Wednesday, September 14, 2011

Want to Lead? Ask Tennyson and Shakespeare
Published NYT: September 3, 2011

Some important reflections for leaders in training

This interview with Enrique Salem, president and C.E.O. of Symantec, the computer security company, was conducted and condensed by Adam Bryant.

Key lessons from the interview:
… “Check your ego and your title at the door.” I learned that very early on. One of the things that my first manager said to me was: “Look, a lot of times you don’t lead by your position. You lead by how you influence other people’s thinking.” And so I absolutely believe that if it’s about you, you’re not going to do a great job. It can’t be about your success. It has to be about what you are trying to accomplish. So that’s No. 1. No. 2 came from Tennyson, his poem “Ulysses.” If you read the poem, there’s one little phrase that says, “I am a part of all that I have met.” I absolutely believe you learn from everybody you interact with.
Another one is from Colin Powell: “Positive attitude is a force multiplier.” I think that you’ve got to stay positive about things because when you go the other way, it’s de-motivating to everybody around you and you’re unlikely to be successful……….There’s a verse from William Shakespeare’s “Measure for Measure,” which is, “Our doubts are traitors, and make us lose the good we oft might win, by fearing to attempt.” I have this presentation that I give to our advanced leadership class, and the title is, “Lessons I’ve Learned Along the Way.” One of the slides has that quote, because if you think about that quote, it really is how I want our company to be. You’ve got to take some chances. You’ve got to take some risks, and sometimes things don’t work out, but you’ve got to go for it….….One time the coach called a defensive play and I changed it, and after having some success with that I said, “Oh, this isn’t so hard.” But then another player runs on the field and replaces me, and I run to the bench and the coach says, “When you want to call what I’m calling, you can go back in the game.” So I sat on the bench for a play or two and then went over and said: “O.K., Coach. I got it. I’m sorry.” And he put me back in the game. I really learned this notion that whoever’s making the calls, you’ve got to listen to that person.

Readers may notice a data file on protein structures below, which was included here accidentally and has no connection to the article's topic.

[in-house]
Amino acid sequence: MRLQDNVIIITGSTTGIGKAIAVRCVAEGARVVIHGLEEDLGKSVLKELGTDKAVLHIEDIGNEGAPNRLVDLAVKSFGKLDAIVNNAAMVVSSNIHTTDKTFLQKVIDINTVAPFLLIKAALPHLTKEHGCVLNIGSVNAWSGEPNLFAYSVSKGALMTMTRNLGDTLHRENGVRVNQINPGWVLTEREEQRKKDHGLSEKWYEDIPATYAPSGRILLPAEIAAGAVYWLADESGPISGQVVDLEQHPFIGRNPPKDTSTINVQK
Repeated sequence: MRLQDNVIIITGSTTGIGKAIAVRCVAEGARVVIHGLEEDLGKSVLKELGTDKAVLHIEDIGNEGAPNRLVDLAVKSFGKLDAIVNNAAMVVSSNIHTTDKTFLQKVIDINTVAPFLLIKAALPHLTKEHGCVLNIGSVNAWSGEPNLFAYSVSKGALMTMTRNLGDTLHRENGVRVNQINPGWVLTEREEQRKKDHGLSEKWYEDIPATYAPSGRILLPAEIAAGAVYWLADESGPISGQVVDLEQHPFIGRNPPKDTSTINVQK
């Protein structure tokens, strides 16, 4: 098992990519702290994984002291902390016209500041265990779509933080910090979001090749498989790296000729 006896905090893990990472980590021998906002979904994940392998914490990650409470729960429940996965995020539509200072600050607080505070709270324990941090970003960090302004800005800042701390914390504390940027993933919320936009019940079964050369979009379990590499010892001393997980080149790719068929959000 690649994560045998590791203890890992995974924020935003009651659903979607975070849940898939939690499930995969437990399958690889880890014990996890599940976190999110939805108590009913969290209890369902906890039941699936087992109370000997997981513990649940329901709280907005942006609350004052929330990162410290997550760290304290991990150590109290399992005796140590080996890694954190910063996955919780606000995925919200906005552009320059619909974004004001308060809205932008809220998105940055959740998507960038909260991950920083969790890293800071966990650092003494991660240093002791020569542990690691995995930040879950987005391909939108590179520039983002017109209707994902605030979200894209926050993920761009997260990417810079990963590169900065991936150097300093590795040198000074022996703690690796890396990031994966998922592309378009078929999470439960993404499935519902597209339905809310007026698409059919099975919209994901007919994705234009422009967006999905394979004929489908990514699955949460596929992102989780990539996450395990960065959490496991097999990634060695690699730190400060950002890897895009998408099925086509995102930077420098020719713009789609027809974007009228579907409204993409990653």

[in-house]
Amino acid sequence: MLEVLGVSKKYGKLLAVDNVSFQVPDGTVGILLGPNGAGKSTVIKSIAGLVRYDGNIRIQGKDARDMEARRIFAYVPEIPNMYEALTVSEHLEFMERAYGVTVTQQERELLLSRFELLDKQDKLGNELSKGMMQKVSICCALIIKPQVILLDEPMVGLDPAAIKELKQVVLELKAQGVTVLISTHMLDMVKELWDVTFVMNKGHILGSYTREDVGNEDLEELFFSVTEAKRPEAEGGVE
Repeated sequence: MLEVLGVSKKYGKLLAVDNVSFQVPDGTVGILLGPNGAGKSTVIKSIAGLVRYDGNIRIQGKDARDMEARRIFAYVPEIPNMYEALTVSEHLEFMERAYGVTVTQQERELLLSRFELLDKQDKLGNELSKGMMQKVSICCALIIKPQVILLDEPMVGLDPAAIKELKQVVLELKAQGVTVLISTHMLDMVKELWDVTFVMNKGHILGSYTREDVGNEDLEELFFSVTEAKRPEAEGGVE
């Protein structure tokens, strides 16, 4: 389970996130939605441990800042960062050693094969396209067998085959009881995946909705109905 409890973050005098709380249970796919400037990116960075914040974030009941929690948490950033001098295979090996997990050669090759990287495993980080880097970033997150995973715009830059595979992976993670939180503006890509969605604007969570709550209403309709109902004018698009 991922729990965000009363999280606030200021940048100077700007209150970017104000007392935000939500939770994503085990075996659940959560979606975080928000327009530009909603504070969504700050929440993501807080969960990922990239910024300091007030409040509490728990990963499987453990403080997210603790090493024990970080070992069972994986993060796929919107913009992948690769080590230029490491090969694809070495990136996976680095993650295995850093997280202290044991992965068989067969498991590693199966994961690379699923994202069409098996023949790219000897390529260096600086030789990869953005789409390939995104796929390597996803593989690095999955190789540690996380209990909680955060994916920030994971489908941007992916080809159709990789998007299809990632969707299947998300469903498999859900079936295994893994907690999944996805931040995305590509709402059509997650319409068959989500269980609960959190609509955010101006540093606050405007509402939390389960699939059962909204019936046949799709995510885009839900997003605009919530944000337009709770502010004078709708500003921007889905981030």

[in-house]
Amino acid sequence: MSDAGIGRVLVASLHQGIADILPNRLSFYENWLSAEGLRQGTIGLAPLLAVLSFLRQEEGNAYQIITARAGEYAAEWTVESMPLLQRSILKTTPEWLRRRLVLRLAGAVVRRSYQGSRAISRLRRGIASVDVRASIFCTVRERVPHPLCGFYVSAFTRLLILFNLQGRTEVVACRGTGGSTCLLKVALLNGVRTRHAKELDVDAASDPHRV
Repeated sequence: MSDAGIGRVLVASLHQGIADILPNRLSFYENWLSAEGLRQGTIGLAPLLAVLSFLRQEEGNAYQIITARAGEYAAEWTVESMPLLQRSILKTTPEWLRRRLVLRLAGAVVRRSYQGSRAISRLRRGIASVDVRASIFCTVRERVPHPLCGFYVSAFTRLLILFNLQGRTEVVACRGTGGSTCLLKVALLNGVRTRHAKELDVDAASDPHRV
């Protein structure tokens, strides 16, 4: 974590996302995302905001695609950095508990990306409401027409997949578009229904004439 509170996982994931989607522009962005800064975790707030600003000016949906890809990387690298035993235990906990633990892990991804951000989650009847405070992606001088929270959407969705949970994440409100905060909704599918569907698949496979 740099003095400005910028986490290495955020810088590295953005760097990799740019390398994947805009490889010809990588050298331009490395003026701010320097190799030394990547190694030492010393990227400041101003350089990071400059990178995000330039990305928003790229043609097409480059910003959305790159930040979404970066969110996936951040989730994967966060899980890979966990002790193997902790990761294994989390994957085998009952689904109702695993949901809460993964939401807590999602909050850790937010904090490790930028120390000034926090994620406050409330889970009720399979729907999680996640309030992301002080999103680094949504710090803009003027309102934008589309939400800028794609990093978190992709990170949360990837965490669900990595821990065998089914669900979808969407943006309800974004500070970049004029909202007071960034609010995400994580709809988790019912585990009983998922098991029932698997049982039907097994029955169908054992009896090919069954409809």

And he pulled me aside after the game and we talked about it, and he said: “I know you love the game. I know you study the game. But you’ve got to realize that when I make calls, I’m setting something up. I’m looking at something that’s happening, and you can’t be out there second-guessing me on this.” I still remember that story. In business, somebody has to make the call. I learned that pretty early on.

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